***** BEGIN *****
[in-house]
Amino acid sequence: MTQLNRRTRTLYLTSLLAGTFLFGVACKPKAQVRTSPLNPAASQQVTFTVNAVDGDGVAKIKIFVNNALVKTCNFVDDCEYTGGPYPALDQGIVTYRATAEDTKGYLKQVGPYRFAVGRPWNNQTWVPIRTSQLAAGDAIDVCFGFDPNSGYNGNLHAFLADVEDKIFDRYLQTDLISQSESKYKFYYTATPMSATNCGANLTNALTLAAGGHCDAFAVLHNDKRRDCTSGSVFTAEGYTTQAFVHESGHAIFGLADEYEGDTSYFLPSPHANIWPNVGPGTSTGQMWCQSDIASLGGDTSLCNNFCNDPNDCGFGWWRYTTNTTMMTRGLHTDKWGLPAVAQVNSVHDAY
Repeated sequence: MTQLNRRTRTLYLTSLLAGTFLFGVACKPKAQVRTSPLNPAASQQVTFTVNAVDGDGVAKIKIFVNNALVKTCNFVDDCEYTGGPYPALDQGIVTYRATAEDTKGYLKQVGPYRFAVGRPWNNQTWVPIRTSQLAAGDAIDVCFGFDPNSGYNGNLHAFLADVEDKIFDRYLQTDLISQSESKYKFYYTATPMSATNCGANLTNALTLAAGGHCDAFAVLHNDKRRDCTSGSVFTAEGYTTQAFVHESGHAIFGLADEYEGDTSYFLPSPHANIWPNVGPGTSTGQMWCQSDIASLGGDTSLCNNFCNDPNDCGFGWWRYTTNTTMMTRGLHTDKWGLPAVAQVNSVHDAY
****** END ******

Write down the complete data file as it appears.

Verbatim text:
[in-house]
Amino acid sequence: MTQLNRRTRTLYLTSLLAGTFLFGVACKPKAQVRTSPLNPAASQQVTFTVNAVDGDGVAKIKIFVNNALVKTCNFVDDCEYTGGPYPALDQGIVTYRATAEDTKGYLKQVGPYRFAVGRPWNNQTWVPIRTSQLAAGDAIDVCFGFDPNSGYNGNLHAFLADVEDKIFDRYLQTDLISQSESKYKFYYTATPMSATNCGANLTNALTLAAGGHCDAFAVLHNDKRRDCTSGSVFTAEGYTTQAFVHESGHAIFGLADEYEGDTSYFLPSPHANIWPNVGPGTSTGQMWCQSDIASLGGDTSLCNNFCNDPNDCGFGWWRYTTNTTMMTRGLHTDKWGLPAVAQVNSVHDAY
Repeated sequence: MTQLNRRTRTLYLTSLLAGTFLFGVACKPKAQVRTSPLNPAASQQVTFTVNAVDGDGVAKIKIFVNNALVKTCNFVDDCEYTGGPYPALDQGIVTYRATAEDTKGYLKQVGPYRFAVGRPWNNQTWVPIRTSQLAAGDAIDVCFGFDPNSGYNGNLHAFLADVEDKIFDRYLQTDLISQSESKYKFYYTATPMSATNCGANLTNALTLAAGGHCDAFAVLHNDKRRDCTSGSVFTAEGYTTQAFVHESGHAIFGLADEYEGDTSYFLPSPHANIWPNVGPGTSTGQMWCQSDIASLGGDTSLCNNFCNDPNDCGFGWWRYTTNTTMMTRGLHTDKWGLPAVAQVNSVHDAY